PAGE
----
Nearly an hour later, the two of them were sitting in a room in an inn. Keyli had a side of bacon in one hand and a turnip in the other hand. Neither was cooked. She was taking bites out of one and then the other in turn. She had already consumed more than Tabitha thought would fit into her slight frame. She was still filthy but she looked a lot more relaxed and happy. Tabitha was trying not to watch her eat since the faery’s mouth moved unnaturally. It was both terrifying and mesmerizing. She peeked through the curtains for a few moments and then checked her weapons. It was a calming ritual from the old days. It had been a long trip already but it felt even longer than it had actually been.

“I am finished eating,” Keyli announced. “Thank you so much for the ‘produce’. May I bathe now?”

“I told you,” Tabitha said. “We need to keep a low profile. Besides, you’re a faery. Don’t you like being so close to nature? How much closer can you get than being covered in dirt?”

“That’s racist,” Keyli said. “The fae are not attuned to all of the elements. All fae draw strength from life the same as mortals. However, a water fae like me draws strength from water as well. I am not an earth fae. I don’t draw strength from dirt.”

“Alright alright. Sorry if I offended you, your majesty,” Tabitha said. “I guess we mortals just don’t understand the fae like we think we do.”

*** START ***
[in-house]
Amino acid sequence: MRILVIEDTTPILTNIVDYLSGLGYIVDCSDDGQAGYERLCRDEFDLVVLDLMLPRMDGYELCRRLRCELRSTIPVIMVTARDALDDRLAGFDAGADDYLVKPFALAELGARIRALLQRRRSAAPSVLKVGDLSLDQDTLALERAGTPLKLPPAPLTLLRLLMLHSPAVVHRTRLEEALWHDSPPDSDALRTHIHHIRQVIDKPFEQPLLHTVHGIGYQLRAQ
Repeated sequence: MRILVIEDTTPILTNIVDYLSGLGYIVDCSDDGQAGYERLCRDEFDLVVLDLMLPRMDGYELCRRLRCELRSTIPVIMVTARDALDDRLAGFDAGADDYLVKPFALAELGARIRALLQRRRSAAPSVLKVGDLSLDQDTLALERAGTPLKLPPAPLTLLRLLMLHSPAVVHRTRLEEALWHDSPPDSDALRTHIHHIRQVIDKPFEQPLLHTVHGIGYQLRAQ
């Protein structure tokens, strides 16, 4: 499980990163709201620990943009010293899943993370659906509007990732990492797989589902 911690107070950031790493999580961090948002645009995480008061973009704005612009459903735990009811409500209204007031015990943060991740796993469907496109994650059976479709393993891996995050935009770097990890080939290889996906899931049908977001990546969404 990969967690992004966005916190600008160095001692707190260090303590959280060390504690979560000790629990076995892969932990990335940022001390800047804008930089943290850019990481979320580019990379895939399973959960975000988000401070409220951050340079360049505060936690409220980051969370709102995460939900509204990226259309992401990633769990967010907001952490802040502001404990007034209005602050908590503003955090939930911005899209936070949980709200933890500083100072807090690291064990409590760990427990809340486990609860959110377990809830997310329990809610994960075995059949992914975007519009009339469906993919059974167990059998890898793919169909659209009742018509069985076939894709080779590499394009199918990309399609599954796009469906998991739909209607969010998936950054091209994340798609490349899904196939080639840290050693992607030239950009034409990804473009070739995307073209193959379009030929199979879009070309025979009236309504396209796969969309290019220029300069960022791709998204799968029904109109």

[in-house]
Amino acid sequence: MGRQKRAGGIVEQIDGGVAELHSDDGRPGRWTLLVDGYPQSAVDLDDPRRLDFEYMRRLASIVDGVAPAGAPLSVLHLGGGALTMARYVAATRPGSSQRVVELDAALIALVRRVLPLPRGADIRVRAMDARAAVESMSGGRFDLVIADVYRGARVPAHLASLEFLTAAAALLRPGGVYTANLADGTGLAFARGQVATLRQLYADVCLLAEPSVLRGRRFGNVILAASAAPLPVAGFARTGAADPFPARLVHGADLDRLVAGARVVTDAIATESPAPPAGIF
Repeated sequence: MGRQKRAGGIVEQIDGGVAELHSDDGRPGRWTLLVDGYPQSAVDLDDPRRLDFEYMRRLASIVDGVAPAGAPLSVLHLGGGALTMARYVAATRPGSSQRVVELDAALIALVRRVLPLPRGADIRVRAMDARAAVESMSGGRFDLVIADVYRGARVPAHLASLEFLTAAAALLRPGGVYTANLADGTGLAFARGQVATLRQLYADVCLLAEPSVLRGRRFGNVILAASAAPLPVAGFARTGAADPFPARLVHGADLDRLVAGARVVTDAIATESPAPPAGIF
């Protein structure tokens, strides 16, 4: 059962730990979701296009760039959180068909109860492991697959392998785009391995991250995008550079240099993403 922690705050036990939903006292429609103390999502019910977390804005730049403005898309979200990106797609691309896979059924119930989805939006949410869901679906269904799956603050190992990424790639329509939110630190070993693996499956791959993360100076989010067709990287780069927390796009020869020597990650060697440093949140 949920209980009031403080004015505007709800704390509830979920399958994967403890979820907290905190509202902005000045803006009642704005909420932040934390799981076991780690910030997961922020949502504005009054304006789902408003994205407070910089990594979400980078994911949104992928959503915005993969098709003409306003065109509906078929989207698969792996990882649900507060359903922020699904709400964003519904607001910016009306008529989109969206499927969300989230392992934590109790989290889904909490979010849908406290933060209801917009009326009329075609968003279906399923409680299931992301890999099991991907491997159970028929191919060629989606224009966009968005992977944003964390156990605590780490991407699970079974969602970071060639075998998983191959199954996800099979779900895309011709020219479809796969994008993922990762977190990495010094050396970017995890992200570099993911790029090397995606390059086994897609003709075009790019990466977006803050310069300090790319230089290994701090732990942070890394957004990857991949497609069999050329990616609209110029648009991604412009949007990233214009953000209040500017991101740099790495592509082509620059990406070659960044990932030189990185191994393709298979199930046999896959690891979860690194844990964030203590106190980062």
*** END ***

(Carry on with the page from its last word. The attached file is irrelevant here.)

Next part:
“That’s a true statement,” Keyli said. “The ignorance of mortals is legendary among my people. It makes you easy to trick. And yet you and your friends decided to steal a faery anyway.”

“I didn’t steal anyone,” Tabitha said. “You came willingly against your father’s wishes. We’re risking a lot just bringing you from the Faewild.”

“I had never been to the mortal realm before,” Keyli said. “It seemed like a fun chance to take.”

“Remember the deal,” Tabitha said. “You promised you could unflood my home town.”

“Indeed. The challenge sounded simple but intriguing,” Keyli said, her lips curling into a wicked smile. “Almost as intriguing as when you kissed me.”

Tabitha could feel her face go beet red. “You kissed me!” Tabitha spat out. “I have a husband. You knew that when you kissed me. I’m still angry about that by the way.”

“And yet I believe you enjoyed it and here we are alone,” Keyli said. “As if you planned it.”

“That’s ridiculous,” Tabitha said. “We planned it this way because I’m the best at navigating and hiding in plain sight. The others are running interference so that we can get the job done before your family comes to take you back.”

“So brave to face down my family,” Keyli said. “I don’t think they’ll murder your friends or your husband.”